The rethinking is in line with French parent Danone Groupe's push for a more global approach to branding. In Europe in the early 1990s, the parent officially changed from BSN Groupe to the more consumer-friendly Danone, the name that could eventually appear on yogurt packages in the U.S.
`EXPLORING' NEW LOGO
A spokeswoman for Dannon in the U.S. confirmed it "was exploring the possibility of changing its logo design" to a blue chevron shape with gradations of red already used in Europe. But she said that changing the product name to Danone "is not something we are going to do."
An executive familiar with Dannon's plan, however, said the marketer will gradually phase in the Danone name in the U.S. over the next few years.
"Over time, the Dannon name will be changed on packages in the U.S. to the way it is in Europe," he said. "The idea is to ensure that consumers, as well as Wall Street, know" that the company's disparate products are part of the same brand family.
The shift being weighed by Dannon is so far into the future that U.S. yogurt agency Grey Advertising, New York, as well as Danone European shops Young & Rubicam, BDDP and Saatchi & Saatchi Advertising, all Paris, aren't aware of it.
The major product carrying the Dannon name in the U.S. is yogurt, which led the $595.4 million category with a 36.3% share for the 52 weeks ended Oct. 6, according to Information Resources Inc.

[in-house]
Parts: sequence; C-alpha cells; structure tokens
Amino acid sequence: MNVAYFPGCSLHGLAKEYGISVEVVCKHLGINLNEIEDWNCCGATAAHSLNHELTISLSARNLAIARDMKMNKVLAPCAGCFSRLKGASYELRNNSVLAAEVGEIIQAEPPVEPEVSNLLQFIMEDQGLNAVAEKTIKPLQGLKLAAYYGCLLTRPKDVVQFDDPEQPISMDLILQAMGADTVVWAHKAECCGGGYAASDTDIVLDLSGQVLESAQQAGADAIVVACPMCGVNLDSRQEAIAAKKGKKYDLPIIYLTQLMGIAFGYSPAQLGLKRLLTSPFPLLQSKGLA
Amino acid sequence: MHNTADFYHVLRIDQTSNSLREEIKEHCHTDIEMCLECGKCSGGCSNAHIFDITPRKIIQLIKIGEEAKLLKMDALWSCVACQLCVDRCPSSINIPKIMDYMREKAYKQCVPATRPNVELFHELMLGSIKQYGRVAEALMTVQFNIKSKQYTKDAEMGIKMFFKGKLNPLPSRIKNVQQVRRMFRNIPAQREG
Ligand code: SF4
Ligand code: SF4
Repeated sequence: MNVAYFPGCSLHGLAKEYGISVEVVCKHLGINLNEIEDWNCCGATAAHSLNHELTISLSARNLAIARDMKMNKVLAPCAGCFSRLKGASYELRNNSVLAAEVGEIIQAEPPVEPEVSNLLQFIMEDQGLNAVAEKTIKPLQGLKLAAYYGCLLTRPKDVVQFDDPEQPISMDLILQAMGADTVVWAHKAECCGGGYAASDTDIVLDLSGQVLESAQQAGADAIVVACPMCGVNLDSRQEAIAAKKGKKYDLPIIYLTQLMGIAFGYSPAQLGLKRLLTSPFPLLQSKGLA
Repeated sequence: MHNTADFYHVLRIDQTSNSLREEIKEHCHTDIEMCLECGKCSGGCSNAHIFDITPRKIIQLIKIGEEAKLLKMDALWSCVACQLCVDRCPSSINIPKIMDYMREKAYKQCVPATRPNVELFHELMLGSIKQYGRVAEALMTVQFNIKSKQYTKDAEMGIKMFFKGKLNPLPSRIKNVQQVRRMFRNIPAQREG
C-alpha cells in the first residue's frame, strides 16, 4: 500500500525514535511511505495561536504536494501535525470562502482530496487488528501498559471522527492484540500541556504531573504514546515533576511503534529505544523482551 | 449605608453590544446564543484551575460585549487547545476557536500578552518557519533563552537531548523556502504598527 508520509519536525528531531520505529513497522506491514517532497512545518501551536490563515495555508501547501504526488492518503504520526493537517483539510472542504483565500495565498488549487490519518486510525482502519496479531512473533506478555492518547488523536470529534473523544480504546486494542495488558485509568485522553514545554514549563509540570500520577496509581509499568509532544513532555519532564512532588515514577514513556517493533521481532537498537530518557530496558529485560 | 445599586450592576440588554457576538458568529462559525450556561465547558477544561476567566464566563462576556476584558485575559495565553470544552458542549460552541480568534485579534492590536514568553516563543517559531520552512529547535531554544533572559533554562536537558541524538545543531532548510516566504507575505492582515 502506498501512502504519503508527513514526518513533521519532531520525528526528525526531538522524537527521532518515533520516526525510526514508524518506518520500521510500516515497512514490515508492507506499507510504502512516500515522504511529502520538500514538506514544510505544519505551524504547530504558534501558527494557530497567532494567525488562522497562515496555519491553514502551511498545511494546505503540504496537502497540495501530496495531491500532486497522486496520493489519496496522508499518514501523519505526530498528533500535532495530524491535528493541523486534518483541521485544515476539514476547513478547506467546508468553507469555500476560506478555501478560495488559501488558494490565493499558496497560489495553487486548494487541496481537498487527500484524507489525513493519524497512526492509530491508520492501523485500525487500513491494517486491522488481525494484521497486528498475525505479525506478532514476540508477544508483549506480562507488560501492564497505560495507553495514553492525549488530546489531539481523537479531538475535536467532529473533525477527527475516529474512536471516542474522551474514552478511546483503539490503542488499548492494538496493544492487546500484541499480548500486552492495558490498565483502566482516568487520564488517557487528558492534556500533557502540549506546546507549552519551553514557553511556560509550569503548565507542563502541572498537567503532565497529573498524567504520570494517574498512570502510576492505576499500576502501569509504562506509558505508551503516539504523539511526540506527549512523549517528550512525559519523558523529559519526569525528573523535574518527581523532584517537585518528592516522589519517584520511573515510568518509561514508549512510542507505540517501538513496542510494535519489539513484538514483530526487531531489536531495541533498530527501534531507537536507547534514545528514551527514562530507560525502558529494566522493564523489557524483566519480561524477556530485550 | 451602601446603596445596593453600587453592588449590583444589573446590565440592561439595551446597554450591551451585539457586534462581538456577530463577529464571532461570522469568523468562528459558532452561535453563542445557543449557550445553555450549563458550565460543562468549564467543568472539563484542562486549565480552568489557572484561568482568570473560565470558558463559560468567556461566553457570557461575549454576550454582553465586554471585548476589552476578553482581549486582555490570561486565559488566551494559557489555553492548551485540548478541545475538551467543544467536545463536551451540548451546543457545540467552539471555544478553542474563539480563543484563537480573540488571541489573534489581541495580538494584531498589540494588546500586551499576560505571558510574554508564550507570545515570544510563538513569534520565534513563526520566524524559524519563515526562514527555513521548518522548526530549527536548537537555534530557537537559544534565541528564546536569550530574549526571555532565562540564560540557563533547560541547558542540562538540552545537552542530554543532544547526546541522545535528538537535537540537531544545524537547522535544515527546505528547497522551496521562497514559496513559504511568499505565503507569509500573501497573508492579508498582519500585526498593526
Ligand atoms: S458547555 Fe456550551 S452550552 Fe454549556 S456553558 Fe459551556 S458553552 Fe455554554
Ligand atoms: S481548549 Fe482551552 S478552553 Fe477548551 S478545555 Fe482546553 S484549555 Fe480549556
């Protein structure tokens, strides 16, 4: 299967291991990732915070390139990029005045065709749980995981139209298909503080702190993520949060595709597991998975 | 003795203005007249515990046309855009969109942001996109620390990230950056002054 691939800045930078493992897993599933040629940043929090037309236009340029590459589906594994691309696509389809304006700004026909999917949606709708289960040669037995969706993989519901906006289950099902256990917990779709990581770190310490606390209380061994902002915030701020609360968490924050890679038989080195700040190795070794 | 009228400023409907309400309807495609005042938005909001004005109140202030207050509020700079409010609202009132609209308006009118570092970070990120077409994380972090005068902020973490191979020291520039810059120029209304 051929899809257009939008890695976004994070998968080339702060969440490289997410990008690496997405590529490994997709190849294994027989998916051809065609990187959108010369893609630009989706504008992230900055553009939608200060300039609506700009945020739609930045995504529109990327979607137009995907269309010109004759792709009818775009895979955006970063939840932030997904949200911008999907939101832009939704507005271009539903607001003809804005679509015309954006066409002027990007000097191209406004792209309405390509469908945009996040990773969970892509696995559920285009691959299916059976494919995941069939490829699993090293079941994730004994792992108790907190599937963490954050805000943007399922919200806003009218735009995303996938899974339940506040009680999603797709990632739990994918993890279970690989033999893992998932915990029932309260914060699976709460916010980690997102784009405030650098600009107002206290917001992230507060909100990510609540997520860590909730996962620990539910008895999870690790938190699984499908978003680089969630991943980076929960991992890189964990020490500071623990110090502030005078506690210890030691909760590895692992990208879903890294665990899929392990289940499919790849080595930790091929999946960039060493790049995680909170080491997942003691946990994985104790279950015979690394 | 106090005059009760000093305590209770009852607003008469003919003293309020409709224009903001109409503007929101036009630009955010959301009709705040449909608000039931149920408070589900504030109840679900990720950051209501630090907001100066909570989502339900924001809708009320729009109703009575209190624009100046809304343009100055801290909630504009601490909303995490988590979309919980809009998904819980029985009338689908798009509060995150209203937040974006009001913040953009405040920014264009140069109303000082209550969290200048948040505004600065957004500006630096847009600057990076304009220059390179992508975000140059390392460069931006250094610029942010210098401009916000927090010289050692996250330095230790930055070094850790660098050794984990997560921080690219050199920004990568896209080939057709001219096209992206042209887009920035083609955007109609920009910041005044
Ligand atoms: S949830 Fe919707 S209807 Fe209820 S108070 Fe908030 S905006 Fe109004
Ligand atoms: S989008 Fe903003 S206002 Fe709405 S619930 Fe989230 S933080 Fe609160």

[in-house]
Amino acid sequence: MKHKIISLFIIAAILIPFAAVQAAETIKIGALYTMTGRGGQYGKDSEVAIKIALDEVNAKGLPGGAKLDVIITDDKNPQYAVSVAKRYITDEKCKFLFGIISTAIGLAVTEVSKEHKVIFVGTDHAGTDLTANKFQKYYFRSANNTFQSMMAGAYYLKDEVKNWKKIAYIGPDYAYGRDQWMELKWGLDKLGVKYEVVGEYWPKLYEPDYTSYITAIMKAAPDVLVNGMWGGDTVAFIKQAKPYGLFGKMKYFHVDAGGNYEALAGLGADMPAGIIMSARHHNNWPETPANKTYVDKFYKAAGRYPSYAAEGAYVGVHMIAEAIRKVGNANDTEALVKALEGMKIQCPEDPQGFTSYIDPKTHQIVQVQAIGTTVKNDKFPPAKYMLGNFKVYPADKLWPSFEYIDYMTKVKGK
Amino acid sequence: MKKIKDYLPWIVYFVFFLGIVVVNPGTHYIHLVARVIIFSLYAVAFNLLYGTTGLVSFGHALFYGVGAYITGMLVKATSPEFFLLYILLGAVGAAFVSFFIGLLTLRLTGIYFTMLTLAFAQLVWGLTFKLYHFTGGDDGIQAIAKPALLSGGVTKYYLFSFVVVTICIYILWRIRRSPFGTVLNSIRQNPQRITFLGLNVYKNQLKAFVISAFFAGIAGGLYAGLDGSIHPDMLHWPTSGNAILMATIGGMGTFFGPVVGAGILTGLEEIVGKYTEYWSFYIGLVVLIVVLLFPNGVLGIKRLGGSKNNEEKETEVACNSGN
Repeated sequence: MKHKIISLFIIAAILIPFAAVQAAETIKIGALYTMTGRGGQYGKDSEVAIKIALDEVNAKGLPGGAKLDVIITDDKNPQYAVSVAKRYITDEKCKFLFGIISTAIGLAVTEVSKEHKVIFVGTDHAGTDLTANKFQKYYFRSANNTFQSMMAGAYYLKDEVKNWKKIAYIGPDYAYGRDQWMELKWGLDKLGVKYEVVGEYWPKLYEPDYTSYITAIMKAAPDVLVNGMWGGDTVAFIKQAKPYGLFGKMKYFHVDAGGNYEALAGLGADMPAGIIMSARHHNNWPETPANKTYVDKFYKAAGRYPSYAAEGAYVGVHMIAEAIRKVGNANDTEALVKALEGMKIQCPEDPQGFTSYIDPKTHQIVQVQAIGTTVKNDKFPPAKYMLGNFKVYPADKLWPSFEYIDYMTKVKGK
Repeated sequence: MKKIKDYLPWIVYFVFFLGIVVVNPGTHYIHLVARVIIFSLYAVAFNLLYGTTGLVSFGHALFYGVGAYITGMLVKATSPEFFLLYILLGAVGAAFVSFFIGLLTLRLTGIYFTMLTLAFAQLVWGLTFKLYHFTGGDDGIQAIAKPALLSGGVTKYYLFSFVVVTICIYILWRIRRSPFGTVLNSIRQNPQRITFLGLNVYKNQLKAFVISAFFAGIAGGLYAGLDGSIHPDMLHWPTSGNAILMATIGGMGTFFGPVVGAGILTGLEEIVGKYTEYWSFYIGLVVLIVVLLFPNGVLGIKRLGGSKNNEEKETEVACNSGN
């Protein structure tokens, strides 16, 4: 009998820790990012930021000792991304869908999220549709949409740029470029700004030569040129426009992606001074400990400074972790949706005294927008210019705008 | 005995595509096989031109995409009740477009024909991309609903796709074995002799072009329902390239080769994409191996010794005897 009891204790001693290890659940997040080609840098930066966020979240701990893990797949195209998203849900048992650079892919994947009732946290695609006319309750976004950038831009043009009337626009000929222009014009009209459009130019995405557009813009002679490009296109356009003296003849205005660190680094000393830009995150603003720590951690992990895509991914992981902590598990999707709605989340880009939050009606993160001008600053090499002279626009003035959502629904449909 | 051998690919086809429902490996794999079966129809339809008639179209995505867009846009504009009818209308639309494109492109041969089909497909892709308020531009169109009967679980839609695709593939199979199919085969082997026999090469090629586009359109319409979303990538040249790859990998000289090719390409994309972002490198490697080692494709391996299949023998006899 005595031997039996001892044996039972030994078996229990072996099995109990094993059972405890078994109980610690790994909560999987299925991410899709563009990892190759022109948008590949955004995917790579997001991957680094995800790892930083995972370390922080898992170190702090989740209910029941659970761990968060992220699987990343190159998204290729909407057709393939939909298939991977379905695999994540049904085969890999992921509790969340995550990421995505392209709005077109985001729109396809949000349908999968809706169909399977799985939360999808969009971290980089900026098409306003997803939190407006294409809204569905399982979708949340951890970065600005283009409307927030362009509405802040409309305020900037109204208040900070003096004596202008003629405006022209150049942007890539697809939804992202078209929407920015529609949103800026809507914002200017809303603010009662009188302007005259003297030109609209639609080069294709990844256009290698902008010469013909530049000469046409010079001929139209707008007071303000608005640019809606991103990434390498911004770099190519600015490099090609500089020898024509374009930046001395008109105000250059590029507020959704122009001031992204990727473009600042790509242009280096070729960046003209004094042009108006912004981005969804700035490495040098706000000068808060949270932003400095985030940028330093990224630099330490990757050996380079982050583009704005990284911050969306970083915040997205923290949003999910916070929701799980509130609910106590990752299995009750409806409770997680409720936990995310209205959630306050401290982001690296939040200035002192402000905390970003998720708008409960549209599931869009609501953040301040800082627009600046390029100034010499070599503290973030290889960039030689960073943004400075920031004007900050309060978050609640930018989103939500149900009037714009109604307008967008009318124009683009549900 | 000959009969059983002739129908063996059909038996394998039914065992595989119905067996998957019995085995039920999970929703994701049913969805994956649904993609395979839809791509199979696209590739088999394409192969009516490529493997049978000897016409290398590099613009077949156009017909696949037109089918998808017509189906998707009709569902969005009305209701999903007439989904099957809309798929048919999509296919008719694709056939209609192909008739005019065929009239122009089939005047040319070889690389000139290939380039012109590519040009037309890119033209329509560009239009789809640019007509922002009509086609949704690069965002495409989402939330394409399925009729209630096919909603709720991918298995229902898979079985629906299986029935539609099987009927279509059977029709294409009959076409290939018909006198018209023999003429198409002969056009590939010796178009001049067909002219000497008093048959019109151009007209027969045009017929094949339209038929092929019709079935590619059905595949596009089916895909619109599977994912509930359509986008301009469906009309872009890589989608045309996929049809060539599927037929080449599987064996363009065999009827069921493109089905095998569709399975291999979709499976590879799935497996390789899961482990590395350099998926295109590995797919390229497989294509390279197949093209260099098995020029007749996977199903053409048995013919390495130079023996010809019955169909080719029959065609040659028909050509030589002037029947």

The company markets a Dannon-branded spring water, but its other big brands, Evian and Volvic, don't currently carry the Dannon name.
The executive close to Dannon said the Danone name will be applied to Evian labels as well.
In trying to become more approachable to consumers by using the Danone name rather than BSN in Europe, the French company is following a route traveled by other international marketers.
EMPHASIZING BRAND FAMILIES
Recognizing the equity built into some corporate names, companies are increasingly emphasizing their families of brands. Kraft Foods is spotlighting the Kraft name on more of its products. Nestle slowly added its corporate name to Chambourcy yogurt in Europe and plans to eventually rename the brand Nestle there.
"Companies are re-examining rigid, hard-edged, cold and antiseptic identities and [moving] toward an approach that is more human," said Clay Timon, chairman, president and CEO of Landor Associates, San Francisco, an identity and design company.
In Europe, Danone has done this visibly with a new corporate logo including its name in blue but adding a circle with the silhouette of a child and a star.
Contributing: Bruce Crumley in Paris.